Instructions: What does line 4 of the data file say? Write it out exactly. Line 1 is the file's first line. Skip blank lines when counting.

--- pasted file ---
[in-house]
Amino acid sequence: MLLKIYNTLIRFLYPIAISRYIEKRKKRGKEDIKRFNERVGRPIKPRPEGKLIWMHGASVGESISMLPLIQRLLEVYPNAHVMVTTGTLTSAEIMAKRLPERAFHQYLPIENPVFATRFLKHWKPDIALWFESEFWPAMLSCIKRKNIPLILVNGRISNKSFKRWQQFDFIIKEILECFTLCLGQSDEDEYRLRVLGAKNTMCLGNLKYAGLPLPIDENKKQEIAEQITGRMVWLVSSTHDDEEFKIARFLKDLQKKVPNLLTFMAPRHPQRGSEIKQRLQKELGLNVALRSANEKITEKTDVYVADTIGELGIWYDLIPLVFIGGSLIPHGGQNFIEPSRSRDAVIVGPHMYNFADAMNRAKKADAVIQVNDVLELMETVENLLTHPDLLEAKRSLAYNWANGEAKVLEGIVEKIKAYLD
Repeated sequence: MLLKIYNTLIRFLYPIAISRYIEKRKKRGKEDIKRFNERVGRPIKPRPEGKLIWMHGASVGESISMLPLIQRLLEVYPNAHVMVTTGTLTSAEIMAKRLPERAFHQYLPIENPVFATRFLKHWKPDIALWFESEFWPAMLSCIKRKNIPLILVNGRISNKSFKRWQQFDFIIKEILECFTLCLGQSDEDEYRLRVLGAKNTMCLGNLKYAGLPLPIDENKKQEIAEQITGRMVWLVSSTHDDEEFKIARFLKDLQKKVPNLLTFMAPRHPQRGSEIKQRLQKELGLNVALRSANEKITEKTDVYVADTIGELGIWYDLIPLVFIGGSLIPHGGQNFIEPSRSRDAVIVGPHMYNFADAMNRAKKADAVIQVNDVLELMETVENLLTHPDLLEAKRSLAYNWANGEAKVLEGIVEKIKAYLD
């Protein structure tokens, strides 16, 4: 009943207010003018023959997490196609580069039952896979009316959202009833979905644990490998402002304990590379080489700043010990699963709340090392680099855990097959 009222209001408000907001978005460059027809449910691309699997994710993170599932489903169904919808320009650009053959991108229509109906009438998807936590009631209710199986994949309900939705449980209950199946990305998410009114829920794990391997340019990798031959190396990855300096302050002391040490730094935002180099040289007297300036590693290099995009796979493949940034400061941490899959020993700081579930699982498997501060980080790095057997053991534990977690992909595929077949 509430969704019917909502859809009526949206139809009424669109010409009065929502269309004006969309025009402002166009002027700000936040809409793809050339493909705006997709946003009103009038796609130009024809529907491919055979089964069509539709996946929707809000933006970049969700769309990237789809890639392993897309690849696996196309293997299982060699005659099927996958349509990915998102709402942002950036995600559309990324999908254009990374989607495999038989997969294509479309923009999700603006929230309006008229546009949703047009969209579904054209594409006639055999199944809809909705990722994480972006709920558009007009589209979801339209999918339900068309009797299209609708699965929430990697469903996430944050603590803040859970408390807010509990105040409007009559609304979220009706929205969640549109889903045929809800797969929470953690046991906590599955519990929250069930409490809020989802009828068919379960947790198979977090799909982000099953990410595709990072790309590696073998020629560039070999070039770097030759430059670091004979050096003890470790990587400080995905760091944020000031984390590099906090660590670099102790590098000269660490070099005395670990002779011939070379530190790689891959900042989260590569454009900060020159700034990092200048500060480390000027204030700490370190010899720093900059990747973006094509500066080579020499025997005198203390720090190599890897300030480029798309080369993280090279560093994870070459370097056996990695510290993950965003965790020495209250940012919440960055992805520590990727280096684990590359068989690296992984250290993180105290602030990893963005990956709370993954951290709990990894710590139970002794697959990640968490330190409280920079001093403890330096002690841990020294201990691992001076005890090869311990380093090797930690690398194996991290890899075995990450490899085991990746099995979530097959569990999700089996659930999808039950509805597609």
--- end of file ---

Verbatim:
């Protein structure tokens, strides 16, 4: 009943207010003018023959997490196609580069039952896979009316959202009833979905644990490998402002304990590379080489700043010990699963709340090392680099855990097959 009222209001408000907001978005460059027809449910691309699997994710993170599932489903169904919808320009650009053959991108229509109906009438998807936590009631209710199986994949309900939705449980209950199946990305998410009114829920794990391997340019990798031959190396990855300096302050002391040490730094935002180099040289007297300036590693290099995009796979493949940034400061941490899959020993700081579930699982498997501060980080790095057997053991534990977690992909595929077949 509430969704019917909502859809009526949206139809009424669109010409009065929502269309004006969309025009402002166009002027700000936040809409793809050339493909705006997709946003009103009038796609130009024809529907491919055979089964069509539709996946929707809000933006970049969700769309990237789809890639392993897309690849696996196309293997299982060699005659099927996958349509990915998102709402942002950036995600559309990324999908254009990374989607495999038989997969294509479309923009999700603006929230309006008229546009949703047009969209579904054209594409006639055999199944809809909705990722994480972006709920558009007009589209979801339209999918339900068309009797299209609708699965929430990697469903996430944050603590803040859970408390807010509990105040409007009559609304979220009706929205969640549109889903045929809800797969929470953690046991906590599955519990929250069930409490809020989802009828068919379960947790198979977090799909982000099953990410595709990072790309590696073998020629560039070999070039770097030759430059670091004979050096003890470790990587400080995905760091944020000031984390590099906090660590670099102790590098000269660490070099005395670990002779011939070379530190790689891959900042989260590569454009900060020159700034990092200048500060480390000027204030700490370190010899720093900059990747973006094509500066080579020499025997005198203390720090190599890897300030480029798309080369993280090279560093994870070459370097056996990695510290993950965003965790020495209250940012919440960055992805520590990727280096684990590359068989690296992984250290993180105290602030990893963005990956709370993954951290709990990894710590139970002794697959990640968490330190409280920079001093403890330096002690841990020294201990691992001076005890090869311990380093090797930690690398194996991290890899075995990450490899085991990746099995979530097959569990999700089996659930999808039950509805597609």